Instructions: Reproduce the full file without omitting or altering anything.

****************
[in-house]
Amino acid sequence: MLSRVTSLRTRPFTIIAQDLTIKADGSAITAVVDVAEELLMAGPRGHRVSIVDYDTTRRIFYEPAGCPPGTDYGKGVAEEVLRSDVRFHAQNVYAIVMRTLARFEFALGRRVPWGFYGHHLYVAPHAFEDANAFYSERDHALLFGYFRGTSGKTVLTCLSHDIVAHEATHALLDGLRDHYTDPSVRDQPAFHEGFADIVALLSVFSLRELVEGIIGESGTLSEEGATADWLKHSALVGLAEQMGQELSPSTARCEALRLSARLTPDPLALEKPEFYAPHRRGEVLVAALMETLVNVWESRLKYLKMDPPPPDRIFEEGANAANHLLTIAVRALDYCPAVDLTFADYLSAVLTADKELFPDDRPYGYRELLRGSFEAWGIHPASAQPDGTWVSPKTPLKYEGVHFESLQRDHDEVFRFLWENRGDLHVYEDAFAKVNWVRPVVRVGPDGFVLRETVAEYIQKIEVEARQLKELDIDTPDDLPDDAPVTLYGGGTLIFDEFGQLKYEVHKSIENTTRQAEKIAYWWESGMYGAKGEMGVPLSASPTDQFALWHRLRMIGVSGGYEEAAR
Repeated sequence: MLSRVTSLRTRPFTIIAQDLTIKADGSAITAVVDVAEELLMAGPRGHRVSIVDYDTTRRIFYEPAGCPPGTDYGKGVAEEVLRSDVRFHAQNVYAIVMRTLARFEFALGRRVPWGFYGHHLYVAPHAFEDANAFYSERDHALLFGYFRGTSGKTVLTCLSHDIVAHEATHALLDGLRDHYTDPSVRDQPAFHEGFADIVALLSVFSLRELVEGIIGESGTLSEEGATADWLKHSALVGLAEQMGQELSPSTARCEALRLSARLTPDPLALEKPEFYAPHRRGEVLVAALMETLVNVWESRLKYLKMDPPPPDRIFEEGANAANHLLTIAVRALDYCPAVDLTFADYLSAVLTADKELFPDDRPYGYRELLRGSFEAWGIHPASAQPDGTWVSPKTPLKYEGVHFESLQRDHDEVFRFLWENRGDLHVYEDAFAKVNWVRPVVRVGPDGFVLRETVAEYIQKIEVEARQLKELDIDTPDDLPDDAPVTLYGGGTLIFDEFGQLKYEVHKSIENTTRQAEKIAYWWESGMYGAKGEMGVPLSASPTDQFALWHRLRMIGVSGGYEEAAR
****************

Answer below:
[in-house]
Amino acid sequence: MLSRVTSLRTRPFTIIAQDLTIKADGSAITAVVDVAEELLMAGPRGHRVSIVDYDTTRRIFYEPAGCPPGTDYGKGVAEEVLRSDVRFHAQNVYAIVMRTLARFEFALGRRVPWGFYGHHLYVAPHAFEDANAFYSERDHALLFGYFRGTSGKTVLTCLSHDIVAHEATHALLDGLRDHYTDPSVRDQPAFHEGFADIVALLSVFSLRELVEGIIGESGTLSEEGATADWLKHSALVGLAEQMGQELSPSTARCEALRLSARLTPDPLALEKPEFYAPHRRGEVLVAALMETLVNVWESRLKYLKMDPPPPDRIFEEGANAANHLLTIAVRALDYCPAVDLTFADYLSAVLTADKELFPDDRPYGYRELLRGSFEAWGIHPASAQPDGTWVSPKTPLKYEGVHFESLQRDHDEVFRFLWENRGDLHVYEDAFAKVNWVRPVVRVGPDGFVLRETVAEYIQKIEVEARQLKELDIDTPDDLPDDAPVTLYGGGTLIFDEFGQLKYEVHKSIENTTRQAEKIAYWWESGMYGAKGEMGVPLSASPTDQFALWHRLRMIGVSGGYEEAAR
Repeated sequence: MLSRVTSLRTRPFTIIAQDLTIKADGSAITAVVDVAEELLMAGPRGHRVSIVDYDTTRRIFYEPAGCPPGTDYGKGVAEEVLRSDVRFHAQNVYAIVMRTLARFEFALGRRVPWGFYGHHLYVAPHAFEDANAFYSERDHALLFGYFRGTSGKTVLTCLSHDIVAHEATHALLDGLRDHYTDPSVRDQPAFHEGFADIVALLSVFSLRELVEGIIGESGTLSEEGATADWLKHSALVGLAEQMGQELSPSTARCEALRLSARLTPDPLALEKPEFYAPHRRGEVLVAALMETLVNVWESRLKYLKMDPPPPDRIFEEGANAANHLLTIAVRALDYCPAVDLTFADYLSAVLTADKELFPDDRPYGYRELLRGSFEAWGIHPASAQPDGTWVSPKTPLKYEGVHFESLQRDHDEVFRFLWENRGDLHVYEDAFAKVNWVRPVVRVGPDGFVLRETVAEYIQKIEVEARQLKELDIDTPDDLPDDAPVTLYGGGTLIFDEFGQLKYEVHKSIENTTRQAEKIAYWWESGMYGAKGEMGVPLSASPTDQFALWHRLRMIGVSGGYEEAAR